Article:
By Claire Linton
For Unwind magazine
A lifestyle, not a diet, seems to be what students want their meals to reflect, whether it be vegetarianism, veganism or another dietary style. For Tali Cohen, a sophomore studio art and secondary education major, becoming vegan was not only a desire, but also a convenience.
“Oddly enough, the refrigerator where I was living at the time was really [terrible], and all of my dairy kept going bad, so I was like, ‘OK, I’ll just be vegan,’” she explained. “The more I read about it, the more confident I became in my choice.”
Unlike a lot of other places in the United States, it is easy to be vegan in College Park because of easily accessible options, such as tofu in Target, Cohen said.
Yancy Rivera, a senior economics major, similarly adapts options in College Park to his low-carb, high-fat keto diet by omitting rice from his Chipotle order and making guacamole a regular part of his meal.
Other once-routine parts of Rivera’s life have also changed since he started eating based on a ketogenic format.
“I used to always have a glass of orange juice in the morning, but now it’s just not worth it,” Rivera said.
Caylie Baker, a sophomore English and government and politics major, became a vegetarian seven years ago because she didn’t like the idea of eating animals.
“As I kept [eating vegetarian] I learned about all the other benefits,” Baker said. “At this point I feel like I kind of do it for every reason: health, animal rights, sustainability, all different things.”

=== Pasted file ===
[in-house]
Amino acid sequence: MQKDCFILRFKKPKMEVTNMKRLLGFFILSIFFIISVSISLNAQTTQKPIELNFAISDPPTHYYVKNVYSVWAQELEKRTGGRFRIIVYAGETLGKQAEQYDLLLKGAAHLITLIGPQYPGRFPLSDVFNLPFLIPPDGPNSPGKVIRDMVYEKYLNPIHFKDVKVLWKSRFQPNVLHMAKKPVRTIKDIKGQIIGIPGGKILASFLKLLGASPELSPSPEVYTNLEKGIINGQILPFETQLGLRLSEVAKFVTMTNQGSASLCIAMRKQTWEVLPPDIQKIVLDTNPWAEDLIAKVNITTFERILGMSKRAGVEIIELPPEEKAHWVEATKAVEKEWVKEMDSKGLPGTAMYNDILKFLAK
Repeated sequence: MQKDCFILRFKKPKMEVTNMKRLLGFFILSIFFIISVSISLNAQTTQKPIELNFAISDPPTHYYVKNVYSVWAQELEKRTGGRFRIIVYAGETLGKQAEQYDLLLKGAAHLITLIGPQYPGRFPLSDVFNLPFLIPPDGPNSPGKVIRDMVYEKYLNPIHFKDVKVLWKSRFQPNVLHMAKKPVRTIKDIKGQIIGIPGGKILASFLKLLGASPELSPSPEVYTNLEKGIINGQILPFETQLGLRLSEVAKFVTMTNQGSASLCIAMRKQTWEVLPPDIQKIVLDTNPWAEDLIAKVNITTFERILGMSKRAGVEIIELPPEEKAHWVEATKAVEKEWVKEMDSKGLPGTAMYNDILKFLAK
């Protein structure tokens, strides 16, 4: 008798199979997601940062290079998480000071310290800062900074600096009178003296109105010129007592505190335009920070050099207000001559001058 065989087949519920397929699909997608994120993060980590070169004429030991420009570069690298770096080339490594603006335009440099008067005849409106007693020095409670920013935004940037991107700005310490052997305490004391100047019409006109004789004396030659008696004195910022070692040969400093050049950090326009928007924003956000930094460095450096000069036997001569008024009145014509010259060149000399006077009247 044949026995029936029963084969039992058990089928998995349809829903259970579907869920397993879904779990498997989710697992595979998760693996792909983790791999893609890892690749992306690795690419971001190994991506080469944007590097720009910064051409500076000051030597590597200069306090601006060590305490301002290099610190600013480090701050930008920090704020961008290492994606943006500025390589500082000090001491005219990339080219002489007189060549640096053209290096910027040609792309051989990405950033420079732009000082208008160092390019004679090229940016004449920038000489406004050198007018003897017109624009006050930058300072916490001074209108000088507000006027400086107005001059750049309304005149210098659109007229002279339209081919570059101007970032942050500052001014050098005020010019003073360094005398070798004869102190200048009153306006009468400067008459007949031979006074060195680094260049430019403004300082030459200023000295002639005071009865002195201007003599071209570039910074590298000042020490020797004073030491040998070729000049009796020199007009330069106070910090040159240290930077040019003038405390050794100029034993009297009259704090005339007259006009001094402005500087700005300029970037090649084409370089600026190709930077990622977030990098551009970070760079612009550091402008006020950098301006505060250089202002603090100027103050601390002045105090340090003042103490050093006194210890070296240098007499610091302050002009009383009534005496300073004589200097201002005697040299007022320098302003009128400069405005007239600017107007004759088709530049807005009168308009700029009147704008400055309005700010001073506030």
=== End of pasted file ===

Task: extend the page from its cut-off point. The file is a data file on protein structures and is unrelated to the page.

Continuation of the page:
Baker also explained that she is not looking for something temporary in terms of her health, so a structured program that essentially tells you what to eat is not appealing.
Mandie Ruiz de Gamboa, who just recently became vegetarian, used her stint with Weight Watchers to jumpstart a healthy lifestyle that could fit her needs.
With Weight Watchers, Ruiz de Gamboa was “working towards the goal of eating better and living a better life.”
“I love food, it’s just very much a cultural thing for me and my family, it was more about learning how to control how much I eat,” Ruiz de Gamboa, a sophomore animal science and psychology major, said.
However, she explained that the Weight Watchers point system was not flexible enough to accommodate her decision to be a vegetarian.
“I’m kind of doing my own version of it,” she explained.
Cohen also does her own version of veganism by trying to “always make the kindest choice.”
For instance, when the preschoolers she worked with made her a strawberry milkshake as a welcome gift, she opted to drink the shake.
“In that situation the kindest thing to do was to drink the milkshake and get on with my day,” Cohen said. “I try not to be crazy about it.”